There is. And the longer awaited heat and building strategy was sort of published last year, and that went some way to mitigating some of the challenges that this industry face. I think the boiler upgrade grant when it comes in April will be a bit of a catalyst, I hope, because it's removing some of that upfront cost barrier, which is one of the really big challenges. But then we could some other financing mechanisms to help customers reduce the upfront sort of cost, spreading payments over a period of time more akin to how you would do the boiler. Not many people would buy a boiler outright upfront. They'd spread it over three years. And that type of financing mechanism to also help stimulate the market.
Yeah. Let's have a look at the trial, learnings from one of the trials that you've been involved in now and then, Rox, after that, I'd like to ask you a bit about the proposition side and what you see maybe looking outside of the UK about energy retailers getting involved in driving the heat transition. So I know one trial you want to talk about is the zero carbon homes trial. Michael Or, Alex, would you like to tell us a bit about that?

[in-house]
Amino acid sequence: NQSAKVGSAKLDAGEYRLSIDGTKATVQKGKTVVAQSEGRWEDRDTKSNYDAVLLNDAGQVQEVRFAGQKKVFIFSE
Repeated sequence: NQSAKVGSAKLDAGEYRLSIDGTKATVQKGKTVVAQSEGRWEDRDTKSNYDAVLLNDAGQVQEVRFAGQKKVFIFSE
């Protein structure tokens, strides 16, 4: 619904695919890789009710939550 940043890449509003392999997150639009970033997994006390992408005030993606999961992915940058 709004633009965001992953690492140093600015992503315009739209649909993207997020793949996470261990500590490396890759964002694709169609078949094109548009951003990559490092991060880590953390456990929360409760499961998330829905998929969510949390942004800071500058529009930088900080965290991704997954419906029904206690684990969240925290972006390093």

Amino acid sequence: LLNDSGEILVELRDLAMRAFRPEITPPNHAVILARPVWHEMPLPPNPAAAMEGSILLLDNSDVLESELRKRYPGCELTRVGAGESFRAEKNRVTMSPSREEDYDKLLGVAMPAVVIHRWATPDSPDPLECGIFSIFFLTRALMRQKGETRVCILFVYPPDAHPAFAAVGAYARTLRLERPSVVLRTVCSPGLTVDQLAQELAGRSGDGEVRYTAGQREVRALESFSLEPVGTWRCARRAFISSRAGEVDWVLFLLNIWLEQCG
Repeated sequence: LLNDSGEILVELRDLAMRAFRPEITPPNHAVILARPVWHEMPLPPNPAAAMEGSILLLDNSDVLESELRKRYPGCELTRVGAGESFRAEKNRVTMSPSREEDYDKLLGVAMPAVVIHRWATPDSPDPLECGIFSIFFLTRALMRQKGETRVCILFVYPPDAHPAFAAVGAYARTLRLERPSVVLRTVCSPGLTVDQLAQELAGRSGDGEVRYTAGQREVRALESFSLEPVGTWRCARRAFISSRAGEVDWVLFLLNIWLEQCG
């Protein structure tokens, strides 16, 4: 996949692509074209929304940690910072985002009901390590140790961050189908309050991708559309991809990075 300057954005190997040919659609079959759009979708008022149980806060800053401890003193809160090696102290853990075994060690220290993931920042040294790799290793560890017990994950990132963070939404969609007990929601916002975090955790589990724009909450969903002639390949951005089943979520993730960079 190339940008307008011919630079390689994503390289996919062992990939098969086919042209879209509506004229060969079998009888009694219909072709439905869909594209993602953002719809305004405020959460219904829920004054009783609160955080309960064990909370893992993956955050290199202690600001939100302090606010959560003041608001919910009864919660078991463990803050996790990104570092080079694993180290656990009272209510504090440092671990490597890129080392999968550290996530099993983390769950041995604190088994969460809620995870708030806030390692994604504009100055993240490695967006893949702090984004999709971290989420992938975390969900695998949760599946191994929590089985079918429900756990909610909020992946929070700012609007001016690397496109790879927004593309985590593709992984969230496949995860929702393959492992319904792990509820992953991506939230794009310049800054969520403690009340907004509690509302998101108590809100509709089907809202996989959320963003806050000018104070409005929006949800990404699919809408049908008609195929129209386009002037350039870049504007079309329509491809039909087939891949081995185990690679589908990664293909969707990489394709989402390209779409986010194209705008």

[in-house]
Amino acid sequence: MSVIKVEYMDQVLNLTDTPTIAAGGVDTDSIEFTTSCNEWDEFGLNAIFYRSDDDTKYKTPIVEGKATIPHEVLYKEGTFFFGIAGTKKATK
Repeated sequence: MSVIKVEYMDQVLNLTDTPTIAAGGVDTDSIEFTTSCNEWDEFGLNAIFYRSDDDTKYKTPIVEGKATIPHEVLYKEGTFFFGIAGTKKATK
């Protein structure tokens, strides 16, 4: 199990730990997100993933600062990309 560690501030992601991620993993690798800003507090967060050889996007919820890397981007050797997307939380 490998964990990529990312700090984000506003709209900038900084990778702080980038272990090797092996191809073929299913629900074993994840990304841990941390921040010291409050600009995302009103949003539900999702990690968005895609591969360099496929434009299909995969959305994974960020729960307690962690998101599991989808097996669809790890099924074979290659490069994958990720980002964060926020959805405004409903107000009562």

Yeah, I'd love to. So as you mentioned, we've got a few trials ongoing, so the zero carbon homes project was funded from the government’s low heating technology fund, and OVO was awarded this funding back in 2018. The project is being led by OVO but we’ve worked closely with our partners at Kaluza who do the smart energy management platform. Mitsubishi’s heat pumps and Sunamp have been providing the thermal batteries. These technologies, including the Sunamp thermal batteries, as Alex inferred earlier, are all fairly new products. And there’s not loads of experience building these complex systems which work together, and that’s a lot where this project fits in. But the big challenge they introduce is you get really big peak demands, so morning and evening you might result in too much demand for the grid, so the idea of these heat batteries is looking at whether we can move when you’re using electricity to off peak times. Not only does that bring really major benefits to distribution networks but it also allows you to use cheaper electricity and ideally lower carbon electricity if you’re avoiding hitting those peak hours.
Because I guess gas, you can squish in the gas pipes and store it in the gas pipes. For those few hours in the morning when the gas boilers are all firing electricity, you can't do the same thing.
Exactly. Yeah. There's no real time of use incentive for a gas system. You can store it and use it whenever.
So what's that been like? Heat batteries? These are phase change material batteries.
Yes. They're Sunamp phase change batteries.
Yeah. So what have you learned through that process? As you say, relatively new technology. Tell us a bit about what that's been like.